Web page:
Thu. Jun 13th, 2024


Key Takeaways

  • Einstein@Home uses volunteer computing to discover neutron stars.
  • Join by downloading the BOINC app and adding the Einstein@Home project.
  • Adjust your computing preferences to optimize task allocation and contribute effectively.


While sitting idle, your computer could be searching the sky for undiscovered stars using Einstein@Home. Folks such as yourself who volunteer their computing resources for this project, have discovered more than 90 stars! Here’s how you can join this awesome mission.


How It Works

Einstein@Home processes data from telescopes all over the world on your machine, searching for faint signals of far-off stars. More specifically, it looks for gravitational waves which Einstein predicted a century ago (hence the name). Neutron stars spin at almost the same speed as your kitchen blender and that sends out gravitational waves. Unique waves that we can pick up and trace to their star of origin.


Neutron star emitting gravitational waves.
NASA

The project mostly crunches data from LIGO gravitational-wave detectors. But the MeerKAT radio telescope, Arecibo radio telescope, and Fermi gamma-ray satellite also contribute.

Like many other volunteer science projects, Einstein@Home runs on the BOINC platform. BOINC is an app developed by UC Berkeley to share and use volunteer computing resources. You can share your CPU, GPU, storage, and network resources through BOINC. All you have to do is download the BOINC app and run the Einstein@Home project on it.

Creating the Perfect Einstein@Home Setup

To get Einstein@Home up and running on your machine, you need two things:

  • An account on Einstein@Home
  • The BOINC app

Signing up for Einstein@Home is simple enough. Just go to their registration page, agree to terms of use, enter a name, give a valid e-mail address, and hit ‘Create New Account’.


You’ll receive your password and other login details in your inbox. Check spam if you can’t find the e-mail.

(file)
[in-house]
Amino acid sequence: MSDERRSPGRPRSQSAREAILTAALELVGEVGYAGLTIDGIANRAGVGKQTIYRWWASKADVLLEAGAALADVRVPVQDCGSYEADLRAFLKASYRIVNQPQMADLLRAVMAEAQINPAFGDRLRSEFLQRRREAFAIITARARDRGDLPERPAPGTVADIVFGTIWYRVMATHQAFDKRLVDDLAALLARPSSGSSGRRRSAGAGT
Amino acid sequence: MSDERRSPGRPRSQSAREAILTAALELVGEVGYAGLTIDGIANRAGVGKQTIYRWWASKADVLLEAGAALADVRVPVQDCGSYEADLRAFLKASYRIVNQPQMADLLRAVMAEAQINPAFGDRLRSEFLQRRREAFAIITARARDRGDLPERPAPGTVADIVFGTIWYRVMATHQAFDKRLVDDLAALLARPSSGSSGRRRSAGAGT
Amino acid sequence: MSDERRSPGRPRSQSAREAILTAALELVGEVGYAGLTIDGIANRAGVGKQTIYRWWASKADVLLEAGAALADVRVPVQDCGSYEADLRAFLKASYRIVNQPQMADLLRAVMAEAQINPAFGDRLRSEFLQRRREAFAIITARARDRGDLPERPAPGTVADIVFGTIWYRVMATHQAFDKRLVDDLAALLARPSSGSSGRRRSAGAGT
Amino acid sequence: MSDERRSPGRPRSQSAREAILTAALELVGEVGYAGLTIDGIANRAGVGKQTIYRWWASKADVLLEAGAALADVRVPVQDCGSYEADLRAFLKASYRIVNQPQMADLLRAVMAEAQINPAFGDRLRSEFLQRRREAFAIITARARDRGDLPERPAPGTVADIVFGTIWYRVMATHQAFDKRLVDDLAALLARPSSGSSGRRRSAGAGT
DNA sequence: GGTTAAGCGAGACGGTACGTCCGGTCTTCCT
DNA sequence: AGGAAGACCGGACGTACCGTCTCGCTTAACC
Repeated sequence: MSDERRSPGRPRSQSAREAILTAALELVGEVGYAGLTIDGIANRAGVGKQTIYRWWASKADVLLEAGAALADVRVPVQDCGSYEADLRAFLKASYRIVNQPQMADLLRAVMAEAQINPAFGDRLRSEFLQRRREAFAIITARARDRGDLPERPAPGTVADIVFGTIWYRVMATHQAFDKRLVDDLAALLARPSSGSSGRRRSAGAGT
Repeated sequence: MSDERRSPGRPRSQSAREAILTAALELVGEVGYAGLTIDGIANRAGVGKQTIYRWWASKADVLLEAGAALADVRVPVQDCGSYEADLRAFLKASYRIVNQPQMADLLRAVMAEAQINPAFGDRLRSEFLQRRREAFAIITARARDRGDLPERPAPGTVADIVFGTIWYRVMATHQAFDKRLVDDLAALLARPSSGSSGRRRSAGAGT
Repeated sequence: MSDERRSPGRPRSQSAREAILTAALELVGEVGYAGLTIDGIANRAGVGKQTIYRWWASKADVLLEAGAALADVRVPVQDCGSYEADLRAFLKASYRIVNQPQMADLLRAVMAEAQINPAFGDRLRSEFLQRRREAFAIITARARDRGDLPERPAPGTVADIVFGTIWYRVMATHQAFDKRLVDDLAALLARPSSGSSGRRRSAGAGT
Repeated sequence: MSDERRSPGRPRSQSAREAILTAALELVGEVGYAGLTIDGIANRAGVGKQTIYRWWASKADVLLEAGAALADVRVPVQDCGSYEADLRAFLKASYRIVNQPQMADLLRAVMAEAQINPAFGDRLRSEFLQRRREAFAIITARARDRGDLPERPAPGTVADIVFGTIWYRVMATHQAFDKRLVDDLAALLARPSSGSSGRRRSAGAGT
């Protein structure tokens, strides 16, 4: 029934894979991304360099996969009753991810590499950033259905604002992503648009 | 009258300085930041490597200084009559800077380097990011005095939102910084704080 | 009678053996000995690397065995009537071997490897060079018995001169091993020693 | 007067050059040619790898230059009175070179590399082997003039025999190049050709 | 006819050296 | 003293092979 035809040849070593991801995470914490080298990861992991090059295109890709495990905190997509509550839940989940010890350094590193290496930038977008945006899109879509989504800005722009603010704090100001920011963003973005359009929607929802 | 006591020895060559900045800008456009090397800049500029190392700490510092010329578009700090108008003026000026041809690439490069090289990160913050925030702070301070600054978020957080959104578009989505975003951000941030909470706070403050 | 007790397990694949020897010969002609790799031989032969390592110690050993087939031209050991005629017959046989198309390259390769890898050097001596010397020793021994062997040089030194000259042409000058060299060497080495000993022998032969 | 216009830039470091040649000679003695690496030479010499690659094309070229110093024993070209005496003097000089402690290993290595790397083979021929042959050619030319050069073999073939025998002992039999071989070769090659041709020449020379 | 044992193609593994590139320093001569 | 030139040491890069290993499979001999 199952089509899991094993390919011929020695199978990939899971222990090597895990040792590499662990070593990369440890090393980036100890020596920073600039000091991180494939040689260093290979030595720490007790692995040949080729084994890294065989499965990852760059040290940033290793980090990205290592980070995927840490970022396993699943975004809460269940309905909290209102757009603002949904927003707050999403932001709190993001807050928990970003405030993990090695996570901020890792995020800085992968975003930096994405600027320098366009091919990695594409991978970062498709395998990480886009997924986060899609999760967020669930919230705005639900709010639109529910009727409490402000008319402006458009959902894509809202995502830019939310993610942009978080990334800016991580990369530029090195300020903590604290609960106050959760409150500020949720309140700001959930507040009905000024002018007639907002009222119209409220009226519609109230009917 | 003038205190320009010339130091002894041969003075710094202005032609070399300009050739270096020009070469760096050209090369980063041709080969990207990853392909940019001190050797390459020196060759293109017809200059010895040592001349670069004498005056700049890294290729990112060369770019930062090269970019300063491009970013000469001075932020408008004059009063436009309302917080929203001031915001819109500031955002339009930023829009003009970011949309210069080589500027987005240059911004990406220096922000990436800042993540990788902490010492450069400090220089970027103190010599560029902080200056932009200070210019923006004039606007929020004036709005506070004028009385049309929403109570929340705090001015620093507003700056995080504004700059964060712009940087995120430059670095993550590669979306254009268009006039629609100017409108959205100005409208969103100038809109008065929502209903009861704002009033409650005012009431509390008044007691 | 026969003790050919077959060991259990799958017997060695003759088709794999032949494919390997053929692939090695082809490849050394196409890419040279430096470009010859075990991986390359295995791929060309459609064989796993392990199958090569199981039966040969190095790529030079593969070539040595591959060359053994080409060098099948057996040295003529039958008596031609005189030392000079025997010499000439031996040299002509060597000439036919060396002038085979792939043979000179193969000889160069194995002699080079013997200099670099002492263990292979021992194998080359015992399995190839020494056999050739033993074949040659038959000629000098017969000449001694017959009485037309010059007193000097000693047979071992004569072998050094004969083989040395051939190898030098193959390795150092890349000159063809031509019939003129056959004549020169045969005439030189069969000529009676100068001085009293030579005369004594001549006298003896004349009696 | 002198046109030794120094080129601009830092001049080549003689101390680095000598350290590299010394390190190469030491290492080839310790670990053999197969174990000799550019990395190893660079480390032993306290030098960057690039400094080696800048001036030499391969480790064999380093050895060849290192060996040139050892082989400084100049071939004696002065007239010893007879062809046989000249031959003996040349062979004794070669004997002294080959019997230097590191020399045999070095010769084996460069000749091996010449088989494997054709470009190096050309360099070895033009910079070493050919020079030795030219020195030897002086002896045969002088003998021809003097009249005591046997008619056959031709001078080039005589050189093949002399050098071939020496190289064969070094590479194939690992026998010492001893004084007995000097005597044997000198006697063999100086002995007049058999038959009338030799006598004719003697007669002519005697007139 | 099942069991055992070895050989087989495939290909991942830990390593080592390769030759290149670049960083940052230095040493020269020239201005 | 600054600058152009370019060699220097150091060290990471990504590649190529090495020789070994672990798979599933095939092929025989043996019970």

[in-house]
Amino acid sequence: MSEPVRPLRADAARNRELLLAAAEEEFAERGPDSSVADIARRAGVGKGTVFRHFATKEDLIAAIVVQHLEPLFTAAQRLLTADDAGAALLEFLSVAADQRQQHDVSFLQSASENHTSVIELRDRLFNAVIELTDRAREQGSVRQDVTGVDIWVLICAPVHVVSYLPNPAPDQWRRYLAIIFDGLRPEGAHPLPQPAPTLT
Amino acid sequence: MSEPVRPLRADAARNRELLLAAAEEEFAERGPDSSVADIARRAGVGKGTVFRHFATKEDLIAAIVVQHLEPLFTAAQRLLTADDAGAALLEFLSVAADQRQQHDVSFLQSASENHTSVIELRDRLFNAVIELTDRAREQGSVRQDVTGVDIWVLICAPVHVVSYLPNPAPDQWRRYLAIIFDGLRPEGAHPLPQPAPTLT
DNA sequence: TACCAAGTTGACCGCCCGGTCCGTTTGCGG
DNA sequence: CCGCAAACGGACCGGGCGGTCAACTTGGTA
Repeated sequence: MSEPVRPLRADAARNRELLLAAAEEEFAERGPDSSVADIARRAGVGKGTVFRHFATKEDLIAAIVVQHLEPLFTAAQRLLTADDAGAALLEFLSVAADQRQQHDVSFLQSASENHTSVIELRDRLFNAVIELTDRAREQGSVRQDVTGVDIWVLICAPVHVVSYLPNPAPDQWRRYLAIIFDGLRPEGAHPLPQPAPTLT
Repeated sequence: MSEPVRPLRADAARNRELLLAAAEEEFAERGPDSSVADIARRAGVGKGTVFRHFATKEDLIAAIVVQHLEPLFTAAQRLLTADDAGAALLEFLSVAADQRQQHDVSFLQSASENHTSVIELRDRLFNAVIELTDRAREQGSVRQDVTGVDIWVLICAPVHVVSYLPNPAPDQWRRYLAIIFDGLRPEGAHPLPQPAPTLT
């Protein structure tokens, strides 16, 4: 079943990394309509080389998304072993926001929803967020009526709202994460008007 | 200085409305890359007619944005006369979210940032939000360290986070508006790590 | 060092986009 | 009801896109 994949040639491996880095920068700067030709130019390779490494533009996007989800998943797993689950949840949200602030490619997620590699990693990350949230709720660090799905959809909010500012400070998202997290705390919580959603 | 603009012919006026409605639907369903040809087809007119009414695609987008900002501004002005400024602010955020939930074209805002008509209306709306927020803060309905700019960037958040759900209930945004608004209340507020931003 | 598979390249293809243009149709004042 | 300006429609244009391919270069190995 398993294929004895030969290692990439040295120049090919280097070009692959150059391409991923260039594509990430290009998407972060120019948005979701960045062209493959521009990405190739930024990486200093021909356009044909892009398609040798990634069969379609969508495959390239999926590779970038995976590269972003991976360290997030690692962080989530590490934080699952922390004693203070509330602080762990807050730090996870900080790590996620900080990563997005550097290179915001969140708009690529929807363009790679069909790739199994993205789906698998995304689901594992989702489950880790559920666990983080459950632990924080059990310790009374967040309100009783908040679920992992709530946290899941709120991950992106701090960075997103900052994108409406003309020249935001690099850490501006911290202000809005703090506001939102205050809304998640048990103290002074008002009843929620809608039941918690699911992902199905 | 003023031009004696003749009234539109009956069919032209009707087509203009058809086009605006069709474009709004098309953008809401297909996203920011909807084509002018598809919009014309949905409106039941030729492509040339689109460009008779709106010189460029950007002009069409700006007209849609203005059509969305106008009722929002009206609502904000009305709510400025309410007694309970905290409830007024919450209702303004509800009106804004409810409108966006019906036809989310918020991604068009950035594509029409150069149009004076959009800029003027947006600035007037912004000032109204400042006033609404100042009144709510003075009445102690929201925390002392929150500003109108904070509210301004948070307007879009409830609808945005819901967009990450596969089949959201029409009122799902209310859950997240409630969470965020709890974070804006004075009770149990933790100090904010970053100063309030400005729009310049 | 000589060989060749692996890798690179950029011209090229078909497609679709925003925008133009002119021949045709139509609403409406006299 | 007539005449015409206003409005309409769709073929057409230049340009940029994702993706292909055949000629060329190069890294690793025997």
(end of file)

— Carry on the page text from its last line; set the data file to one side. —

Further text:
Next, we need the BOINC app. The setup works the same for Windows, Mac, and Linux machines. Simply Download BOINC anywhere on your device.

BOINC download button on the official page.

I’m using the Windows version of BOINC for this demonstration.

Launch the setup by double-clicking the file you downloaded. Click “Next” twice and wait for a successful installation.

Launching the BOINC installer.

BOINC will automatically launch when you click “Finish.”


Finishing the BOINC installation and launching the BOINC manager.

BOINC manager should launch with a blank project slate. Now we’re ready to add the Einstein@Home project to our BOINC installation.

The blank project screen on the BOINC manager app.

Click “Add Project.” Choose Einstein@Home from the list and click “Next.” You’ll be asked to log into your Einstein@Home account. Under “Are you already running this project?”, select “Yes, existing user.” Enter your email and password. Click “Next.”


After the Einstein@Home project has been successfully added, click “Finish.” At this point, Einstein@Home should show up in the list of projects while BOINC downloads work from the server.

BOINC manager running Einstein@Home.

hile I was first setting up Einstein@Home, my BOINC manager wouldn’t get any tasks. I had to fix it by manually adjusting my resource allocation. To do that:

On the top menu, click “View” and select “Advanced view.” Then click Options > Computing Preferences and increase the percentage of the CPU usage and CPU time. Then click “Save” and restart the BOINC manager.

It might look stuck at first, but give it a couple of minutes to get up and running. If you see a green arrow next to a task, it means BOINC is actively working on it. If you see a red stop sign, it means BOINC has paused processing that task.


Some Pro Tips

The BOINC manager automatically schedules and runs tasks for you with a default allocation of your computing resources. But you can adjust those settings as you see fit.

On the tab menu, click Options > Computing preferences. The preferences are fairly self-explanatory. You can specify when and how BOINC uses your resources. If you want the app to only use your computing power while it’s idle, you can suspend processing while it’s in use. Mine looks like this.

The basic computing preferences panel on the BOINC manager.

For finer details and further customization, BOINC offers an advanced view that gives you total control over everything this app can do. To activate Advanced View, select “View” from the menu and click “Advanced View.”


In the advanced view, you can see details of tasks, their progress, results, deadlines, and other helpful information.

Tasks shown in Advanced view on the BOINC manager.

Einstein@Home validates the results your machine sends in and grants you credits for every validated task. These credits will show up on your official certificate which is great for bragging rights.

My BOINC computation certificate.



With these simple steps, your computer is now contributing to the potential discovery of stars in our universe!



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By John P.

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